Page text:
1. Section Editor(s): Adams, Ellise D. PhD, CNM

Article Content

Use of suctioning devices such as a bulb syringe is poorly studied in the newborn and infant population. There is minimal literature to identify indications, safe procedures, evaluation, and proper storage and cleaning of these devices for the newborn or infant.


In this special topics series, three articles are presented that discuss clinical situations where suctioning or airway clearance occurs. In Airway Clearance for the Term Newborn, Adams et al. observed suctioning practices of newborns at birth. Overuse of airway clearance procedures was noted despite national guidelines not supportive of routine suctioning of the baby who is breathing, crying, and has good muscle tone. In a retrospective review of airway clearance procedures for moderate to late preterm newborns in a NICU, Harbin, Adams, and O'Neal found airway clearance procedures were common. However, with limited published evidence, protocols are not available to guide the specific procedure steps. In Nasal Airway Clearance for Bronchiolitis, Norris, O'Neal, Adams, and Wyatt provide evidence that noninvasive nasal airway clearance is a supportive measure that is appropriate for the hospitalized infant with acute bronchiolitis.


Nurses in labor and delivery, well-baby nursery, postpartum, NICU, and pediatric settings are responsible for assessing the respiratory status and implementing measures to improve respiratory function of the newborn and infant. Making accurate assessments and safe implementation of airway clearance procedures require a sound knowledge base, validation of clinical skills, evidence-based clinical guidelines published by professional organizations, and specific, clinical agency protocols for each type of airway clearance procedure.


The American Academy of Pediatrics (AAP) and the American Heart Association (AHA) support simple drying of the term newborn, wiping away excess fluids from the mouth and nose, proper positioning of the airway, and provision of a warm environment for babies with spontaneous respirations, adequate crying, and good muscle tone instead of routine suctioning at birth (AAP & AHA, 2016). Although this resource discusses preterm respiratory care at birth, there is a lack of clinical guidelines for airway clearance of the preterm infant in the NICU setting. For the hospitalized infant with acute bronchiolitis, AAP (Ralston et al., 2014) recommends noninvasive nasal airway clearance. Although these evidence-based standards provide general guidelines, they lack specificity in certain areas. For example, AAP recommends gentle suctioning of the term newborn when "copious" secretions or a "blocked" airway is present. However, the guidelines do not objectively define these findings and therefore variation in practice may occur. There is a fair amount of literature related to the intubated preterm newborn, yet minimal literature on use of other devices used in this population. The AAP recommends supportive care for the infant with nasal airway clearance combined with saline, yet the amount of saline per event is not specified.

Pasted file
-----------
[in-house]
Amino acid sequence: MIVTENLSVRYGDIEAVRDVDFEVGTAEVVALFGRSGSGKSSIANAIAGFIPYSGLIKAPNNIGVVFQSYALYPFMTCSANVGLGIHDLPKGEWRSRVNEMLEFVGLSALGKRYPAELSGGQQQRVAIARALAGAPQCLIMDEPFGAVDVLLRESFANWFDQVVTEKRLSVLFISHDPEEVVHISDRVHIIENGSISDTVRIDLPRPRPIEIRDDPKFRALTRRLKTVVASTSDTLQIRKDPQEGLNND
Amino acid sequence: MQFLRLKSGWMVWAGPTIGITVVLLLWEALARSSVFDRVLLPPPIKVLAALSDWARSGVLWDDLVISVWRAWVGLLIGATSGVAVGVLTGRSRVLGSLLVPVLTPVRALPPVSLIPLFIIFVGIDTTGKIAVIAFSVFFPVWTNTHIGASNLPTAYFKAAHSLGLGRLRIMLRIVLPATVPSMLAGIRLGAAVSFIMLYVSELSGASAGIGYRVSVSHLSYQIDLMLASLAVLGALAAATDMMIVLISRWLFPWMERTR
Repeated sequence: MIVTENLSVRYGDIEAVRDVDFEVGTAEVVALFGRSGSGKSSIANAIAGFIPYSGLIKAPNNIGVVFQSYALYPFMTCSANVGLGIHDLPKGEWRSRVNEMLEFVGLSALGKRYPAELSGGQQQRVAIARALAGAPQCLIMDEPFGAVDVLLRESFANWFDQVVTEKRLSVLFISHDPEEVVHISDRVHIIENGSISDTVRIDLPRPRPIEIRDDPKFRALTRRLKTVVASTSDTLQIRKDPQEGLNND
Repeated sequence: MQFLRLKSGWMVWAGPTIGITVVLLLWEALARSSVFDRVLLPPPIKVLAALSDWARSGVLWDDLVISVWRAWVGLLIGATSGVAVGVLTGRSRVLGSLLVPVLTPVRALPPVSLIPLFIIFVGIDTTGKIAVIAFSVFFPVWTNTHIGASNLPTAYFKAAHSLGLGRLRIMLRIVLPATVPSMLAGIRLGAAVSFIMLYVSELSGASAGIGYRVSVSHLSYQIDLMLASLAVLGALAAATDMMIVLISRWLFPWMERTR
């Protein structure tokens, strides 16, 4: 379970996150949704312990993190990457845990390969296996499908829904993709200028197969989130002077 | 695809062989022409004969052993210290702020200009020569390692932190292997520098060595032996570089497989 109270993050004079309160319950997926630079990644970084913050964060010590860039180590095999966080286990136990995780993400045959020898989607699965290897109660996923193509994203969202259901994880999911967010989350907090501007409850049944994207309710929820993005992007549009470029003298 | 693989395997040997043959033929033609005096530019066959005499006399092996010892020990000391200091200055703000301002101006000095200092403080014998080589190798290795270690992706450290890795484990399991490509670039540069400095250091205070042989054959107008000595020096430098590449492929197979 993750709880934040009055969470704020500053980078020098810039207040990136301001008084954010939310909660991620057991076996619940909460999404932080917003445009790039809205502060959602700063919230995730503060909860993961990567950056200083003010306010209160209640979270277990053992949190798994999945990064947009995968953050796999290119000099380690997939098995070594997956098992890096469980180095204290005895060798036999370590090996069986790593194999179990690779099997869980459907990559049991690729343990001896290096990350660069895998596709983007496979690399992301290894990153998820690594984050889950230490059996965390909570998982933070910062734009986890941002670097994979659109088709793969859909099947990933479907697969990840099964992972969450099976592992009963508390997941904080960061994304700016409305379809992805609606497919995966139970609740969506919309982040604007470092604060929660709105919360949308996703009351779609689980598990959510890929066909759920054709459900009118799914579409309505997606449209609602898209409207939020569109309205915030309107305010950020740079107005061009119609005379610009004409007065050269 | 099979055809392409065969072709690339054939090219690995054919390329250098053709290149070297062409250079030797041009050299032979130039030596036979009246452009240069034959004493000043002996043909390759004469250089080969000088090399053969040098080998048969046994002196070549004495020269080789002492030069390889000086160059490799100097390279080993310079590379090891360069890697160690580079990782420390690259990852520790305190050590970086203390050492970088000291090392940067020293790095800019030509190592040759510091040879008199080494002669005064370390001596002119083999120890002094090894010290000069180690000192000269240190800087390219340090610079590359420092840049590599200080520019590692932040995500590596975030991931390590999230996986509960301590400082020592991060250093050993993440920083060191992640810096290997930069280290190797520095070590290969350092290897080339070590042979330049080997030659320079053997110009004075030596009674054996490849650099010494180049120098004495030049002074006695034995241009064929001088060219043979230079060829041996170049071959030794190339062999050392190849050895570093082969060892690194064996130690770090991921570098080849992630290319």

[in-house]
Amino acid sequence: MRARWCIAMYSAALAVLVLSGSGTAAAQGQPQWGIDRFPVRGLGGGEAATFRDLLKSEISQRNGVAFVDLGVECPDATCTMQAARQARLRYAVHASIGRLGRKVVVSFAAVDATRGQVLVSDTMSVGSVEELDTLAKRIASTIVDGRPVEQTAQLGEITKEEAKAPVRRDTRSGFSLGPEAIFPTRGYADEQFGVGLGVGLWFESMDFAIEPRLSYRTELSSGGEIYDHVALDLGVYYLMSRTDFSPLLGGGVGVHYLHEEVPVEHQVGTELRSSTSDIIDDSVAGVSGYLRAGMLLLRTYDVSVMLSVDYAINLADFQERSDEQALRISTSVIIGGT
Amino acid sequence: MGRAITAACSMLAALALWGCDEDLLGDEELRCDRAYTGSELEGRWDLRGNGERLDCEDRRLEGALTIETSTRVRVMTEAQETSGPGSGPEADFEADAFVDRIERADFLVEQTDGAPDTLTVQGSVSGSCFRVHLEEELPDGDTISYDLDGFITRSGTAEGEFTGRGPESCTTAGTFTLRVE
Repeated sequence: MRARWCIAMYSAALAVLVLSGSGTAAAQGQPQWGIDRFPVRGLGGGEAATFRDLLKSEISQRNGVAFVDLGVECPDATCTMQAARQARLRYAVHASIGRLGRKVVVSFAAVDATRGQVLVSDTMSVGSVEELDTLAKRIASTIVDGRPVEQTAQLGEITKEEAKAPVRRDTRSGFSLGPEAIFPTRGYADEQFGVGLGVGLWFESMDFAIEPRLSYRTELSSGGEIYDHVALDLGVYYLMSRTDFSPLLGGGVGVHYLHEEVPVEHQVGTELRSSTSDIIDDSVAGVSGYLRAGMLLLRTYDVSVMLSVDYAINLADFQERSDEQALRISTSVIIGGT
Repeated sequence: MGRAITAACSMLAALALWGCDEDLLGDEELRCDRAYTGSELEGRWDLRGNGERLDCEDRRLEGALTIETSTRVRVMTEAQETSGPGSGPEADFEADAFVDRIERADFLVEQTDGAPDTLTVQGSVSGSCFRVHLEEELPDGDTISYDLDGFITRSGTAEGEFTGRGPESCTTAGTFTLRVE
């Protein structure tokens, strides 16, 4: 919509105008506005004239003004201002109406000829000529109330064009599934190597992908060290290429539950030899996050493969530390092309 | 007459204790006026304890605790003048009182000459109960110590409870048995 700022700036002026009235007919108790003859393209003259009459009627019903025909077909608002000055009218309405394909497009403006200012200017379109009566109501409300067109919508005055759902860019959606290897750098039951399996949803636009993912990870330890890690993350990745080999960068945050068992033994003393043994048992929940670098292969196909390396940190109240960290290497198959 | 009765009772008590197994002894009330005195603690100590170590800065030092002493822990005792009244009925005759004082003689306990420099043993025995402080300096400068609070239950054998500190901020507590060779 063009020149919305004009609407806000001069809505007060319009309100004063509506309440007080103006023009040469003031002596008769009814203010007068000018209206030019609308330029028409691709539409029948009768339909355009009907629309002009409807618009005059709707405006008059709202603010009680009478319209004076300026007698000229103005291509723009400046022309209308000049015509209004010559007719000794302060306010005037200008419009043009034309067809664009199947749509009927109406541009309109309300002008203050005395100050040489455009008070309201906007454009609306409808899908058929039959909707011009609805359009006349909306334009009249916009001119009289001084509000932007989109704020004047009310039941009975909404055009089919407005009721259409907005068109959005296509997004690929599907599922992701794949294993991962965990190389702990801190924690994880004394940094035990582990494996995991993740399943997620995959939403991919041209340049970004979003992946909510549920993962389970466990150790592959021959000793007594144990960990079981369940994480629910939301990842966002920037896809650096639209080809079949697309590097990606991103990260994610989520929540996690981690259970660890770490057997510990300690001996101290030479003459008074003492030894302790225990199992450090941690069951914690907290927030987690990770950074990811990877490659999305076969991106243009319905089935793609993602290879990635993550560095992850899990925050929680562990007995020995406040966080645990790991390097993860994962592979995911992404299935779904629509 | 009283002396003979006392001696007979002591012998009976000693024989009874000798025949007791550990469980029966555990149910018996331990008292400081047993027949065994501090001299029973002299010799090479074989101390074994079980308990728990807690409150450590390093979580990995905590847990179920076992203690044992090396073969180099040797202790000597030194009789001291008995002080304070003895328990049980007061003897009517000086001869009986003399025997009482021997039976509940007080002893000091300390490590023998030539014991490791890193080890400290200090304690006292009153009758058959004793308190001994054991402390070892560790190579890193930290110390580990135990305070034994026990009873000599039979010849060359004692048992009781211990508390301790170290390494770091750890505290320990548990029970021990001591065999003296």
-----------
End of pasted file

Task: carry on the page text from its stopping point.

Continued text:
To improve the science of newborn and infant respiration, rigorously designed research is needed. Once these studies provide sound evidence, specific, clinical agency protocols can be developed for each type of airway clearance procedure. Ideally, these protocols will include a comprehensive list of indications for airway clearance for a specific population; step-by-step procedures with guidelines for each type of device; evaluation of the procedure and documentation of complications or resolution of the indication for suctioning; proper storage of the device to ensure infection control; effective cleaning methods; and patient teaching on home use of the device if necessary. These steps will provide safe, effective airway clearance with strong evidence to support the practice.




American Academy of Pediatrics & American Heart Association. (2016). In G. Weiner (Ed.), Textbook of neonatal resuscitation (7th ed.). Elk Grove Village, IL: Author. [Context Link]


Ralston S. L., Lieberthal A. S., Meissner H. C., Alverson B. K., Baley J. E., Gadomski A. M., ..., Hernandez-Cancio S. (2014). Clinical practice guideline: The diagnosis, management, and prevention of bronchiolitis. Pediatrics, 134(5), e1474-e1502. doi:10.1542/peds.2014-2742 [Context Link]